Keep Our Families Safe

Dangerous Products Are Still On the Shelves 

Be careful! There may be more dangerous products on the shelves than you think.
 
A recent investigation by Consumer Reports magazine reveals that dozens of dangerous products that violate federal safety regulations are finding their way onto store shelves, and hundreds of other recalled items that have been banned for sale in the United States are being sold overseas.
 
The investigation, based on a decade’s worth of government public safety records and shopping at more than one dozen stores, found that weak laws and lax federal enforcement are allowing some manufacturers and importers to flaunt federal and voluntary industry safety standards.
 
As a result, according to Consumer Reports, consumers are buying “potentially lethal products.” Some of these include: defective extension cords and electrical items that can overheat and burn; fake ground-fault circuit interrupter plugs that malfunction and fail to trip when there is an electrical overload; toys that can cut, choke or poison young children; counterfeit batteries that leak acid, overheat and spark; and disposable lighters that leak fuel and explode. Many of these good are counterfeits, using bogus labels designed to look like well-known brand-name items.
 
The magazine specifically faulted the Consumer Product Safety Commission (CPSC) for allowing these problems to persist. It cited a drastic decline in the CPSC’s budget and staffing, and said that the agency had been inadequately and inconsistently enforcing safety laws and policing store shelves.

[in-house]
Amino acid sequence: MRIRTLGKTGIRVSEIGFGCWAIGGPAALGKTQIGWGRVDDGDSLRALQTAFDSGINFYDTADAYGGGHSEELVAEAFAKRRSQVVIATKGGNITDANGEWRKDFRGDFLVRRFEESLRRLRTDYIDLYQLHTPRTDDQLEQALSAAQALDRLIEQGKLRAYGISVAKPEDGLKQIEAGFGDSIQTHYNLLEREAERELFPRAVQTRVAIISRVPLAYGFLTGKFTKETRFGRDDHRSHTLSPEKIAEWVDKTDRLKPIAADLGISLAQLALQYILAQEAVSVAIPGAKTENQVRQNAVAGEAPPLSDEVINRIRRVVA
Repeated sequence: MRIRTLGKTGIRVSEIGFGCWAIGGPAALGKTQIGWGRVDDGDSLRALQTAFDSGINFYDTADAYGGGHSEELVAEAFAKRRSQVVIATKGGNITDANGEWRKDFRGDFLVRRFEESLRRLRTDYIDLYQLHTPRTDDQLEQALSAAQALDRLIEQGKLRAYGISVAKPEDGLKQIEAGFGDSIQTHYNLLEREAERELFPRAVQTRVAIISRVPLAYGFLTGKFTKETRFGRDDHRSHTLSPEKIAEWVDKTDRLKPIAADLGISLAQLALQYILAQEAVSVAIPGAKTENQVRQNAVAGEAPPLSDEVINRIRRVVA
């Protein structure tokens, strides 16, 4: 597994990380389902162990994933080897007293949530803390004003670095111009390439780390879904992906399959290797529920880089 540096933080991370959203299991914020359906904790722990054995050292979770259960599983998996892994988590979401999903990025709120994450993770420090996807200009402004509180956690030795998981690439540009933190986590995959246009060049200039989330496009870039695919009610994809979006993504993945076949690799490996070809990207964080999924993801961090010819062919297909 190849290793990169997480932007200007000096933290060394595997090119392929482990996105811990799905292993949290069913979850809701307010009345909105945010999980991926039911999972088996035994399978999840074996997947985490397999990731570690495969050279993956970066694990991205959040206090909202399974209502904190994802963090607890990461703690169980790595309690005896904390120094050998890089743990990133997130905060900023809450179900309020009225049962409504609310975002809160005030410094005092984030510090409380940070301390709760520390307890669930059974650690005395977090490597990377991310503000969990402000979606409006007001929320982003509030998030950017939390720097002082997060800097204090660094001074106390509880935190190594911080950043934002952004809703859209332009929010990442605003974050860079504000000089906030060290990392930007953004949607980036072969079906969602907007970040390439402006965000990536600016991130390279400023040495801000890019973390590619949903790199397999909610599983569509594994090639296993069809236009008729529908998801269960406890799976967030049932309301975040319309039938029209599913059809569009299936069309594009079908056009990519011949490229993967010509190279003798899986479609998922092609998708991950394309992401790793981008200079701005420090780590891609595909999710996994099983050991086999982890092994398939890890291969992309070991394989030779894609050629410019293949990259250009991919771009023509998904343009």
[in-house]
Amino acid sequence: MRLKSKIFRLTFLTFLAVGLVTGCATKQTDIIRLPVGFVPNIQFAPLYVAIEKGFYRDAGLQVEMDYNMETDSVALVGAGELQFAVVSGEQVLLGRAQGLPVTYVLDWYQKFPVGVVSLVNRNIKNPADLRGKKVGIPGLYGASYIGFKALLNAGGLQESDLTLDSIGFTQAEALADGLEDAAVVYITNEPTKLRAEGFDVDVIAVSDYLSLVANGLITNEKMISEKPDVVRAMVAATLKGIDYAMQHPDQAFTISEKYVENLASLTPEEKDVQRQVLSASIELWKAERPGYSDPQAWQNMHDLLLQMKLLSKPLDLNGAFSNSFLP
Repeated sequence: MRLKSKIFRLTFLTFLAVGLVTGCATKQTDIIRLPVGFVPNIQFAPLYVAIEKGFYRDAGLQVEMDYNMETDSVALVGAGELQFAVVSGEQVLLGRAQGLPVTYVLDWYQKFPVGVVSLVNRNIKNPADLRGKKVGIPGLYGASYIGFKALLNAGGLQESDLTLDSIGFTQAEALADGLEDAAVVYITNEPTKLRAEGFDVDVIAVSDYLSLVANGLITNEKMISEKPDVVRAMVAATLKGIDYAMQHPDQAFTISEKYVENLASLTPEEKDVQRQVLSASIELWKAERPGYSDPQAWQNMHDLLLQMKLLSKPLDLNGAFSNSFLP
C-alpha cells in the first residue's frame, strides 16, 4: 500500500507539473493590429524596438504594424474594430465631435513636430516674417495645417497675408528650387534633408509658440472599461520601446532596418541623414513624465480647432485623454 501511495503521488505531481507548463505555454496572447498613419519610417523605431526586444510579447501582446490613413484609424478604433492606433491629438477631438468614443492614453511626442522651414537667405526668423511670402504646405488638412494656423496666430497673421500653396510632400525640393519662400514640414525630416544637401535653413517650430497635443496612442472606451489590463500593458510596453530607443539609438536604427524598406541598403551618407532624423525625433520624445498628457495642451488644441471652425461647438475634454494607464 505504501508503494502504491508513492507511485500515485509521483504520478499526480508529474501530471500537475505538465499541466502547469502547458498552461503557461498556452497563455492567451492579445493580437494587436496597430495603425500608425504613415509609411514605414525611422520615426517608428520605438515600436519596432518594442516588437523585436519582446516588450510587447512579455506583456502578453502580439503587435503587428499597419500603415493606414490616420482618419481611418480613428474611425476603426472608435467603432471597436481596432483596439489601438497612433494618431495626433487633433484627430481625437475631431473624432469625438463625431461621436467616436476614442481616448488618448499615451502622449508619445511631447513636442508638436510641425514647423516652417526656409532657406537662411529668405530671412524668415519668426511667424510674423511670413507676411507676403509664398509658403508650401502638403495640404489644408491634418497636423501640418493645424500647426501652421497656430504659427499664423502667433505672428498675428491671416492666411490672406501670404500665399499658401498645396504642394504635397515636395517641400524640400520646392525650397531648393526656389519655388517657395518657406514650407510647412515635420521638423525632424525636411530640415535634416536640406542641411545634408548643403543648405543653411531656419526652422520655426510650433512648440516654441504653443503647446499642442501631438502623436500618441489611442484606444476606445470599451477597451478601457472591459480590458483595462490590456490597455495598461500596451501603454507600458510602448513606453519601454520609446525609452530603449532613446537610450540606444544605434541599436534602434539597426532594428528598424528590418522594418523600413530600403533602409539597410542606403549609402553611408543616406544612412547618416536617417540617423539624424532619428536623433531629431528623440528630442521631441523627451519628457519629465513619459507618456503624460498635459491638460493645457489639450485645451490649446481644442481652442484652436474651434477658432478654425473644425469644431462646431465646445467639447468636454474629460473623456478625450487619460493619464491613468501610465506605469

Consumer Reports called on Congress to increase the agency’s budget and to enact new laws banning the export of recalled products and to give the agency more power to publicize unsafe products. The magazine also asked that CPSC to increase its factory and store inspections and to beef up its enforcement of repeat violators.
 
Not unsurprisingly, the CPSC maintains that it is as vigilant as it has ever been at policing store shelves for unsafe products. But when Consumer Reports visited dollar stores, drug stores and other discount stores, they found 48 toys, nearly one-third of the total purchased, violated mandatory federal or voluntary industry safety standards.
 
In addition, the magazine found that inspections of stores and factories had dropped from 1,130 in 1999 to 500 in 2004.
 
A survey of the agency’s records also found that between 1994 and 2004, about 900 products that the agency deemed unsafe were exported to other countries.
 
Allowing manufacturers to continue to export unsafe products removes any incentive they may have to mend their ways, and provides a back door to get rid of the product and still make a profit. In order to protect American consumers, we shouldn’t endanger consumers abroad.